The Twin Metals project is another mining proposal, and though it hasn’t produced a formal proposal, its plan is even bigger than the PolyMet project. MPR News reports,
“‘We think it will be close to the largest underground mine in the U.S,’ Twin Metals spokesman Bob McFarlin said of the project, which would resemble a vast underground city. ‘You’ve got roads, lights, plumbing, electricity, air circulation — all those types of things that support an operation of 1,300 employees working underground in shifts, and moving a lot of material.’
The proposed site is largely underground, but is close to the town of Ely, Minnesota. This project has received as much (or more) blowback from the environmentalist community, as it is massive, closer to the actual Boundary Waters border, and poses a threat not only to the water of the area, but to the naturalist way of life in Ely.
Of course, no official mine can be conducted without approval from the government, so this battle has not even really started.
The FEIS report, which says that the environmental impact of the PolyMet mine would be minimal enough to continue with the project, does not put environmentalists in the area at ease. The Friends of the Boundary Waters Wilderness’ website contains a heap of information pointing out all that could go wrong.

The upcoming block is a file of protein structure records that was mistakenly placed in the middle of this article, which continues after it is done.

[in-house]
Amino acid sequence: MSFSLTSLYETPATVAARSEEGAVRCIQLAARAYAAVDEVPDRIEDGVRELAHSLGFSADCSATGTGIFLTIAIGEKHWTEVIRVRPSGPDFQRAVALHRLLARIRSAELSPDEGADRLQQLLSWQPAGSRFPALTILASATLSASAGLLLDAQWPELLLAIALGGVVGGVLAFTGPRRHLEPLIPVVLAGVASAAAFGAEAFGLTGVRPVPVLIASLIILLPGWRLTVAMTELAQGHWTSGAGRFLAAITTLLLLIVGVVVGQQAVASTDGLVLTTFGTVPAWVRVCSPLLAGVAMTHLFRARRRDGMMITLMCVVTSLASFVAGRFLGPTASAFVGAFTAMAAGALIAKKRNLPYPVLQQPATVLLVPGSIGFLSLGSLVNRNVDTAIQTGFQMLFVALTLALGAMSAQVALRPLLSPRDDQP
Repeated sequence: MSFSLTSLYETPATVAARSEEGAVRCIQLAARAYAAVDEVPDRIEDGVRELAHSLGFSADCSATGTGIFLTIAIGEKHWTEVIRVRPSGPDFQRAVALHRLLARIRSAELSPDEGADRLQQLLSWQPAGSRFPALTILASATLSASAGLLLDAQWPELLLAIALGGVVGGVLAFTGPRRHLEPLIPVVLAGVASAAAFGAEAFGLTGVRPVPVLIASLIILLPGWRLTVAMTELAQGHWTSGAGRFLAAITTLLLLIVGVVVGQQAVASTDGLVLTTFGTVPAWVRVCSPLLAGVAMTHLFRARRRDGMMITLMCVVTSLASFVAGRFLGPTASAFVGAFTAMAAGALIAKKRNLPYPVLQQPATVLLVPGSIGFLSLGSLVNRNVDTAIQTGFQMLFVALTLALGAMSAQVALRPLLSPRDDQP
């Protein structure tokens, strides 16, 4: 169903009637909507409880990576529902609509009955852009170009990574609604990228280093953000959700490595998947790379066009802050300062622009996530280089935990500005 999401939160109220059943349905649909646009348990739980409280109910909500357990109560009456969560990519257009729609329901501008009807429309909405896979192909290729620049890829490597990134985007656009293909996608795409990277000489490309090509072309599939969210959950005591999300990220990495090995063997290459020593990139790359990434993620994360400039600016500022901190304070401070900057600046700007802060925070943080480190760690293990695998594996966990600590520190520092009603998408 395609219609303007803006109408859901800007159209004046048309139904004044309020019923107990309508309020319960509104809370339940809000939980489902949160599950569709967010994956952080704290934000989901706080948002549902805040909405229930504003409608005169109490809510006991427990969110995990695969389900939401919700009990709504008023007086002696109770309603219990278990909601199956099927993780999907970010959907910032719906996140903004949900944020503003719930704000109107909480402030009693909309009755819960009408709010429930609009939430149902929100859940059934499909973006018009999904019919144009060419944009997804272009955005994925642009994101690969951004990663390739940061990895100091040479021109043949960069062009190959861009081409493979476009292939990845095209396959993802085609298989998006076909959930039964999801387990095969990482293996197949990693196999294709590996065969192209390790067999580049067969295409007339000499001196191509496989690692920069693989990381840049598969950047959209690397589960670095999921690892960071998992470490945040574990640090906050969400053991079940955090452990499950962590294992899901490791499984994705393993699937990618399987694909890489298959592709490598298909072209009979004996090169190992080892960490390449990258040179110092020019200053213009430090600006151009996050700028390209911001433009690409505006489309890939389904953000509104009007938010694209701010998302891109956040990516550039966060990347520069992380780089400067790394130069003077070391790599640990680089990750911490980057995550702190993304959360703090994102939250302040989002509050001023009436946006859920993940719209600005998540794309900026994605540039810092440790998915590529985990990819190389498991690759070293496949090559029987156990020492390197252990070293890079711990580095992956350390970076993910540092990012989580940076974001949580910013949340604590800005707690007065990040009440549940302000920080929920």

The main concern, of course, is what if a mistake occurs? Theoretically, the environment will not be greatly affected as long as spilling, leakage, and plant malfunctions don’t happen. But human error and lax attitudes often create such circumstances, like the Animus River spill near Durango, Colorado in August of 2015. Or, to put it in a bigger context, the massive oil spill off the Gulf Coast in 2010 and the more recent Refugio Oil Spill in 2015.
It’s a matter of the future for many of these environmental organizations and people. What happens to the mines in fifty years? What happens with the over 500 years worth of polluted water from the proposed plant that will need treatment?
And, of course, what if our scientific studies are not accurate, and the historically dangerous sulfide mining process does more damage than previously thought possible?
You can join the petition to Save the Boundary Waters, or donate to the cause. There are many issues that involved such commercial and naturalist efforts, but we find the preservation of the Boundary Waters to be important and substantial.